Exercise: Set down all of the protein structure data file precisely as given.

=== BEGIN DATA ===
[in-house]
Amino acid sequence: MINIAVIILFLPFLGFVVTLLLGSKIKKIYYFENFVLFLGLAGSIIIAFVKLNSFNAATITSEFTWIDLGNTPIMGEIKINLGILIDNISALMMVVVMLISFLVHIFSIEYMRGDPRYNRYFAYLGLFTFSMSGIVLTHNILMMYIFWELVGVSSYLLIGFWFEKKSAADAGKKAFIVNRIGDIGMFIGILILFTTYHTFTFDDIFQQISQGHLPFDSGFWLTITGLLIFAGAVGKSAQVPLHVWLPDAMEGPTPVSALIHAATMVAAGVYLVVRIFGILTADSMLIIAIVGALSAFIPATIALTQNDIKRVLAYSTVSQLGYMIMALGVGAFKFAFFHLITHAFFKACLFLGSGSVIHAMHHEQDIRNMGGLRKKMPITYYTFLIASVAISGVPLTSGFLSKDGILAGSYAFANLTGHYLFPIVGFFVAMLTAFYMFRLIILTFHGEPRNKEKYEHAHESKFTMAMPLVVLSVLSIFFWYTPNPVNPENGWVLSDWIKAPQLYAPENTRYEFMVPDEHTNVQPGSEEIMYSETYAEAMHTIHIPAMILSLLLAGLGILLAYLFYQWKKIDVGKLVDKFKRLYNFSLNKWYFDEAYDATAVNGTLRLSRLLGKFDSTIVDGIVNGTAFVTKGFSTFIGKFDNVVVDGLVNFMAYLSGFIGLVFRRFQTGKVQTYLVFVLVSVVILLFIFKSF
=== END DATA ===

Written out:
[in-house]
Amino acid sequence: MINIAVIILFLPFLGFVVTLLLGSKIKKIYYFENFVLFLGLAGSIIIAFVKLNSFNAATITSEFTWIDLGNTPIMGEIKINLGILIDNISALMMVVVMLISFLVHIFSIEYMRGDPRYNRYFAYLGLFTFSMSGIVLTHNILMMYIFWELVGVSSYLLIGFWFEKKSAADAGKKAFIVNRIGDIGMFIGILILFTTYHTFTFDDIFQQISQGHLPFDSGFWLTITGLLIFAGAVGKSAQVPLHVWLPDAMEGPTPVSALIHAATMVAAGVYLVVRIFGILTADSMLIIAIVGALSAFIPATIALTQNDIKRVLAYSTVSQLGYMIMALGVGAFKFAFFHLITHAFFKACLFLGSGSVIHAMHHEQDIRNMGGLRKKMPITYYTFLIASVAISGVPLTSGFLSKDGILAGSYAFANLTGHYLFPIVGFFVAMLTAFYMFRLIILTFHGEPRNKEKYEHAHESKFTMAMPLVVLSVLSIFFWYTPNPVNPENGWVLSDWIKAPQLYAPENTRYEFMVPDEHTNVQPGSEEIMYSETYAEAMHTIHIPAMILSLLLAGLGILLAYLFYQWKKIDVGKLVDKFKRLYNFSLNKWYFDEAYDATAVNGTLRLSRLLGKFDSTIVDGIVNGTAFVTKGFSTFIGKFDNVVVDGLVNFMAYLSGFIGLVFRRFQTGKVQTYLVFVLVSVVILLFIFKSF